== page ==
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Onsite at the Artificial Intelligence for Customer Experience Summit, we spoke to Justin Reilly, Former Head of Customer Experience Innovation at Verizon on the landscape ahead for digital customer experiences and how vital it is to remain laser focused on being customer centric.
Could you name two tips for perfecting the digital customer experience for connected customers
Justin: “My first tip would be just build better stuff. The bar is set so high in a lot of industries where it’s frankly simpler to build product. [You need to remember] you are feeding into your customer’s last best experience. You have to look at different industries and ask: ‘What is the best in class?’
“Secondly, I would say brands do a really terrible job, and I put myself in this camp, of actually understanding what their customers want. Hardly anyone ever actually goes and sits with the mother of five for instance.
“One of the things I [championed and implemented] at Verizon was bringing customers to sit with our C-level folks.
“I remember distinctly one mother said: ‘Look, I have five kids, six if you count my husband, and I’m currently with a competitor of Verizon. You think that giving me an extra $100 a month US or free HBO or NFL packages will help me switch, but that’s not it.’
“She added: ‘What I want is for you to show up at my house, take all my boxes from my current provider and make sure that I have the same features when I switch to you guys. I’m the decision maker in this family and if I get this package wrong there's upheaval, there's anarchy in my house.’
“Her point was: just build a product that breaks up with my provider for me. And no one in the room, some of the smartest people in the world, had come up with a switching product.
“So we built a switching product that went as far as the lawyers would let us go, and it’s been phenomenal. If you actually analyse the metrics of building it, it’s cheaper than building a product with discounts and all these things that we think customers want when they [in fact don’t.]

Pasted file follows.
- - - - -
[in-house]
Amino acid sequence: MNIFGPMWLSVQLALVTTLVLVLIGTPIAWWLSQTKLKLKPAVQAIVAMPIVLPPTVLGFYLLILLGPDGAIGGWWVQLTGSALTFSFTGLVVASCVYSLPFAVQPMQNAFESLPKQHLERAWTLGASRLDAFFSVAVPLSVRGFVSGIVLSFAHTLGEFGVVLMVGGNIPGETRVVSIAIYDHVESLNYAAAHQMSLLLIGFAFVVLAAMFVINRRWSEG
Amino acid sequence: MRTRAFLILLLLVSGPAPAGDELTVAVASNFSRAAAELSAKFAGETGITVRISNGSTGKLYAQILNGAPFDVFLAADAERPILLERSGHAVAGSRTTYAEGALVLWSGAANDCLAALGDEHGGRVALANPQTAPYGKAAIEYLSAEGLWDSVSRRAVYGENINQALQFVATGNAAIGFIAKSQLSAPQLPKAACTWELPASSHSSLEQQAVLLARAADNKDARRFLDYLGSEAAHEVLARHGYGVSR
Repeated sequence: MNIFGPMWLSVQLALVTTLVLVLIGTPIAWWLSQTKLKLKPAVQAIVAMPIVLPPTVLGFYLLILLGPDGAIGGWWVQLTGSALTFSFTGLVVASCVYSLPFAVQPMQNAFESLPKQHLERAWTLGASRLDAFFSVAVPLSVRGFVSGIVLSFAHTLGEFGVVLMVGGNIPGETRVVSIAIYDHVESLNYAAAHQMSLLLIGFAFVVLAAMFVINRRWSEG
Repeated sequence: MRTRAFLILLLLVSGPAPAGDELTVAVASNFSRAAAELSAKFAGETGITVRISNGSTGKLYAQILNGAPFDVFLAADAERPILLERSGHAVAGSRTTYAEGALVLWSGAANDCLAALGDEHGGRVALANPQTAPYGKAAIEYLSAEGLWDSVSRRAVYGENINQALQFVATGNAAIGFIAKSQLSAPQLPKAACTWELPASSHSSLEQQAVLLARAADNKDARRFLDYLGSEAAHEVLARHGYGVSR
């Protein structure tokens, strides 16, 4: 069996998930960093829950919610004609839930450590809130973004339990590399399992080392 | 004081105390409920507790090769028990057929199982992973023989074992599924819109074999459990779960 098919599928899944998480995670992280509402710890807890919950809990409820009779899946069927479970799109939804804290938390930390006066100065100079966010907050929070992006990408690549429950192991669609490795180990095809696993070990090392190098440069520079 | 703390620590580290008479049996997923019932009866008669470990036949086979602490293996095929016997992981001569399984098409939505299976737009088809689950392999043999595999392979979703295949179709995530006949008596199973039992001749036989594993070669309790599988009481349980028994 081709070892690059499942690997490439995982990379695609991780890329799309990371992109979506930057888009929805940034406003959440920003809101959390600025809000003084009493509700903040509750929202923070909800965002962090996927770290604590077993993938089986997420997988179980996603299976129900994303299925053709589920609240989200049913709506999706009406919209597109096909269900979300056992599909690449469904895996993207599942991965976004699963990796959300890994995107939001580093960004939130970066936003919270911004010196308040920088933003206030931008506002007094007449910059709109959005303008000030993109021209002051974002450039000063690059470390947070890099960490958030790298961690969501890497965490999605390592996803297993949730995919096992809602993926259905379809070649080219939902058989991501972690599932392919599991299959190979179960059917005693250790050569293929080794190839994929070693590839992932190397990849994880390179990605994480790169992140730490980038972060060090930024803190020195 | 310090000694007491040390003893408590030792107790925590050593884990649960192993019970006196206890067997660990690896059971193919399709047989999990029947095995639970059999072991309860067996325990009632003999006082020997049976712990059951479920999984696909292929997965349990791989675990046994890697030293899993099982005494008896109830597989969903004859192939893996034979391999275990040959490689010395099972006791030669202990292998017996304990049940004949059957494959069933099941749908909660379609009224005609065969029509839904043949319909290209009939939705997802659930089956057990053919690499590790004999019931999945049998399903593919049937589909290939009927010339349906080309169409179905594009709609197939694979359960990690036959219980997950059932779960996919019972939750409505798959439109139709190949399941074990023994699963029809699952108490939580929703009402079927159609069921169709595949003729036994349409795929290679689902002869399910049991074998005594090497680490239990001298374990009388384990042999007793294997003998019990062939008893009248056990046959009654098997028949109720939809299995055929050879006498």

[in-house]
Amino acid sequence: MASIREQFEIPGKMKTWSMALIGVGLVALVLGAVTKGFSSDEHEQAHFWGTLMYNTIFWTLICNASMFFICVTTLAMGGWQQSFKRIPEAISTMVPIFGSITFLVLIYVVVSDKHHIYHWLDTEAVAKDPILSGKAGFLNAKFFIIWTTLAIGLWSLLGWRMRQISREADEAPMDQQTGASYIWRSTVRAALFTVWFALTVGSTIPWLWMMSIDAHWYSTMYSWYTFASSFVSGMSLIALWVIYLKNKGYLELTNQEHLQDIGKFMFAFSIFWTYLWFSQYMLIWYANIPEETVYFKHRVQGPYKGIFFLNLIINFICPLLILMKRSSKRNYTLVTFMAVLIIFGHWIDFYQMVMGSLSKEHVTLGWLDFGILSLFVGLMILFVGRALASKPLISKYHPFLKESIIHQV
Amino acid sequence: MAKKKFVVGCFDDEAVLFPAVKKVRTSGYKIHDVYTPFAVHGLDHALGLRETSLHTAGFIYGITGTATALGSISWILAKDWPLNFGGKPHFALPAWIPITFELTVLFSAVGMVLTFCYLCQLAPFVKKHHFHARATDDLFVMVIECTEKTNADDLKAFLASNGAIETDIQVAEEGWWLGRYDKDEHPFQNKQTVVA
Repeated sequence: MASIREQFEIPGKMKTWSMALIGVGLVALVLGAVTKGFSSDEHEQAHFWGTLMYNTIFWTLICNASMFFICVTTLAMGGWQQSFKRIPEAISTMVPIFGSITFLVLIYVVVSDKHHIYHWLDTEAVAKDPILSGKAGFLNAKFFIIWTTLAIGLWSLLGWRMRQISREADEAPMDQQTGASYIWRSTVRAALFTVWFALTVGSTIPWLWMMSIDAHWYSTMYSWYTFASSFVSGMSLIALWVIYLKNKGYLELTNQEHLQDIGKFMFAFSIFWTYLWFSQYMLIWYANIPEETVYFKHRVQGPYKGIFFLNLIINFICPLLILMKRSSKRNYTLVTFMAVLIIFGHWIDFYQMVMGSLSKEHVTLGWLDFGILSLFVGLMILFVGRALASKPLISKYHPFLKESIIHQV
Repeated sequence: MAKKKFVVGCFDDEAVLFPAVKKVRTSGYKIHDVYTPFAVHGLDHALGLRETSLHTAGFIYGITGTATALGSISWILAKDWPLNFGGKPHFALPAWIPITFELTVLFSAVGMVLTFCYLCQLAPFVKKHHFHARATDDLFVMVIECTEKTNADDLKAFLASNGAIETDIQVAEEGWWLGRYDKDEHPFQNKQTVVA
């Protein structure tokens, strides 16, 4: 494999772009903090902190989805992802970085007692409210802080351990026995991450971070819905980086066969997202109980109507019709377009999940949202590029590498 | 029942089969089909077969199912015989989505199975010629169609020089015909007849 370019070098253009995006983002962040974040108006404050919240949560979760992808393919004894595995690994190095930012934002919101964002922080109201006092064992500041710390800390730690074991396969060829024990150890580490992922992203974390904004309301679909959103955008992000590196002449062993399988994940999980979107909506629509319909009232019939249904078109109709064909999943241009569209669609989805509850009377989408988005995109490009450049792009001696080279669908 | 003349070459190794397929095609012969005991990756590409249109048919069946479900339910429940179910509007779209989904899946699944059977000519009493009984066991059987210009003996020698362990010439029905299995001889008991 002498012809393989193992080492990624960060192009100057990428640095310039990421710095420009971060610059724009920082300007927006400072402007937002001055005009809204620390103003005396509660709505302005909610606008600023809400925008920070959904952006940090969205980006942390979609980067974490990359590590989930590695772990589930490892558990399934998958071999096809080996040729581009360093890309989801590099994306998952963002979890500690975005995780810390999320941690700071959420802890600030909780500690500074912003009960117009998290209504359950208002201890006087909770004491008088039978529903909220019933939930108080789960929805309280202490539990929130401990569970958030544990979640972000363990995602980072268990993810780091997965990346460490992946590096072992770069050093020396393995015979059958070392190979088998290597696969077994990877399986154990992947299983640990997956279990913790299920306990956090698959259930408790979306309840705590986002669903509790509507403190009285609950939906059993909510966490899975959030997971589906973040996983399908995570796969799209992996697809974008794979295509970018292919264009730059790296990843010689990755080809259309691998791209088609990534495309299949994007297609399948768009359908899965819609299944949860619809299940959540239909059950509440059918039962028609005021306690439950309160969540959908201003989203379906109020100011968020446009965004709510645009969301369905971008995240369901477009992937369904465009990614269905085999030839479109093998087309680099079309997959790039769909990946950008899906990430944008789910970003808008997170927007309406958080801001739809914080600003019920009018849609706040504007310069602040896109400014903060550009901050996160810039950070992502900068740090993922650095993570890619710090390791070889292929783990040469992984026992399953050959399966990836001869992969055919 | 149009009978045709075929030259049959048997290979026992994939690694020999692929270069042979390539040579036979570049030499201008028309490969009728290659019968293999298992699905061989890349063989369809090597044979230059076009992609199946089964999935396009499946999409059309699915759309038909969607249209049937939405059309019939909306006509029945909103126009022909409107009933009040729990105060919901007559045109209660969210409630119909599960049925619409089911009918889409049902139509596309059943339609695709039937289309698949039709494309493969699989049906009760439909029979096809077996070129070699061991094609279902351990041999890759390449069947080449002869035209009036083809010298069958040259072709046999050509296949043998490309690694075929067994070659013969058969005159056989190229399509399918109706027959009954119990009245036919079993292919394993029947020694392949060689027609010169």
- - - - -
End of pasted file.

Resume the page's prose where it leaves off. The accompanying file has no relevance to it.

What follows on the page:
“Deep, personal research into what your customers want is often very time consuming, but if you get that right once a year [that can make a major difference].
What is the most costly mistake that businesses can make regarding digital experiences for those connected customers?
Justin: The most costly mistake? Thinking that all of your consumers are just like you.
“[In my session earlier,] I was talking about building diverse teams and that’s probably the single most important thing. If you have a non-diverse team building products, you're going to build products for one certain demographic.
“There's a lot of voice assistants out right now that fall down when used in a room full of noisy children, because no Mums were involved in building the product. Guys like me built that product for themselves and in their Brooklyn apartment with no kids.
“It might be a really great product, but it just doesn’t serve enough of your base to be useful and valuable [on mass].”
What lies ahead for 2019 looking at the digital experience management?
Justin: “I would say 2019 and 2020 are going to see a lot of really terrible chatbot and voice assistant experiences.
“A good example is when everyone was raving about smart refrigerators that can audibly tell users they are out of milk. But, I could easily open the door and see that I’m out of milk. I’m not going to pay an extra US$5,000 for that feature.
“[Products like talking refrigerators] miss the core value of the object itself. What do people use refrigerators for? [Yes for storing food, but also] they use it for family schedules, telling stories and leaving notes for loved ones. Technology should follow the grain of what the object is originally used for.
“Turning a refrigerator into a hub of communication for a family trying to manage their life together seems like a more interesting experiment than ‘Am I out of milk?’.
“But I think we’re going to go through the ‘Am I out of milk?’ era for a couple more years. It’s probably the exercise that a lot of brands have to go through: hire the talent, figure out how to build stuff the right way, get it wrong, work on their mistakes and move on. The trouble is [in the meantime] as consumers we’re left thinking: ‘We know what we want, please just deliver what we need.”
Finally, what's been your biggest learning in your career so far looking at customer experience?
Justin: “The only thing that matters is building teams - hiring the talent and getting those people to work better together to build better stuff for other humans. I’ve seen a lot of really terrible strategies, but a lot of really great execution. And I’ve seen a lot of really poor execution with a lot of great strategies. And execution will beat strategy every single time.
“The biggest mistake I made early on in my career is I thought that everyone worked like me.
“I had to learn in my career when building teams, that there are many different types of workers, they work in different ways, they learn in different ways and they communicate in different ways. So not forcing folks into one mode or one model.”
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